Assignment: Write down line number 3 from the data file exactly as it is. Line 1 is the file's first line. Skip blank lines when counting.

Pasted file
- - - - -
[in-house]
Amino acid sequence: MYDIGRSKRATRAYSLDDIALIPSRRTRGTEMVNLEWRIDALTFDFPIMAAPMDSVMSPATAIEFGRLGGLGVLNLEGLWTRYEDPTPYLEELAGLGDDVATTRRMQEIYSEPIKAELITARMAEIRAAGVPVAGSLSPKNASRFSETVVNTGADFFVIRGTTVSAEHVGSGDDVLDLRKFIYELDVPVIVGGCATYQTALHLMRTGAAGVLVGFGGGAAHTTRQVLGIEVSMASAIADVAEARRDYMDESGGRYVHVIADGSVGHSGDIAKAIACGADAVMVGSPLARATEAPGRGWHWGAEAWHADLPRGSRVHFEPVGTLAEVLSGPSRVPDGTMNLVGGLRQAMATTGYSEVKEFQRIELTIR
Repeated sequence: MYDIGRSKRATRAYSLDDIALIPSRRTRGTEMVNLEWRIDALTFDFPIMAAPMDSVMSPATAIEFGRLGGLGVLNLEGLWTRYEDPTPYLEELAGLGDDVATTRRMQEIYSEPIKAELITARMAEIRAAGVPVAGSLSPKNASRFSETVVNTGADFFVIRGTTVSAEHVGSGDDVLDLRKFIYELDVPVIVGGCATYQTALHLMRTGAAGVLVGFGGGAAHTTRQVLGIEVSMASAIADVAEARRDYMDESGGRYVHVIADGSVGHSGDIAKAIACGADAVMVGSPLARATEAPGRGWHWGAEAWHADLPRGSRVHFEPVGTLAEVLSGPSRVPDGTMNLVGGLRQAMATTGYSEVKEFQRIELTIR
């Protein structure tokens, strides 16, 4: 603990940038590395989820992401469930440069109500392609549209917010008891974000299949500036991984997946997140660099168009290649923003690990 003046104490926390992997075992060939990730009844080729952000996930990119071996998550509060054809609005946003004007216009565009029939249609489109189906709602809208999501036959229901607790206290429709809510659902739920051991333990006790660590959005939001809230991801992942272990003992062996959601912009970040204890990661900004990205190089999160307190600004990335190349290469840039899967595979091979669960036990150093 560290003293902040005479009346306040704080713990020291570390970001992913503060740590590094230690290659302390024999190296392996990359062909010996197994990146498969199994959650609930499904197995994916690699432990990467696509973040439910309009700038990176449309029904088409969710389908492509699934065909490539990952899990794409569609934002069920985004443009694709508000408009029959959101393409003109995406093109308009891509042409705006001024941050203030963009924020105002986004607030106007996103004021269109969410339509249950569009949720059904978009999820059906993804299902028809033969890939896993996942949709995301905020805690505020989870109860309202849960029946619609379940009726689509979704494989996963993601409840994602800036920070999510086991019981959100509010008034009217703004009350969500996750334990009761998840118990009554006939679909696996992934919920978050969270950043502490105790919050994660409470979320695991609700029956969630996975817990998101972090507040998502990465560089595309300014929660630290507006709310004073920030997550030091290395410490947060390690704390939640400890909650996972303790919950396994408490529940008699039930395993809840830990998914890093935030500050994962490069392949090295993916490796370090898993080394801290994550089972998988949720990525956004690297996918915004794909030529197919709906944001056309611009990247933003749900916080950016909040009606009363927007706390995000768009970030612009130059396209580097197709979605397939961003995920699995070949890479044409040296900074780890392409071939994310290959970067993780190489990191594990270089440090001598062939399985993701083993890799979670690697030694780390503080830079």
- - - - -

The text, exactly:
Repeated sequence: MYDIGRSKRATRAYSLDDIALIPSRRTRGTEMVNLEWRIDALTFDFPIMAAPMDSVMSPATAIEFGRLGGLGVLNLEGLWTRYEDPTPYLEELAGLGDDVATTRRMQEIYSEPIKAELITARMAEIRAAGVPVAGSLSPKNASRFSETVVNTGADFFVIRGTTVSAEHVGSGDDVLDLRKFIYELDVPVIVGGCATYQTALHLMRTGAAGVLVGFGGGAAHTTRQVLGIEVSMASAIADVAEARRDYMDESGGRYVHVIADGSVGHSGDIAKAIACGADAVMVGSPLARATEAPGRGWHWGAEAWHADLPRGSRVHFEPVGTLAEVLSGPSRVPDGTMNLVGGLRQAMATTGYSEVKEFQRIELTIR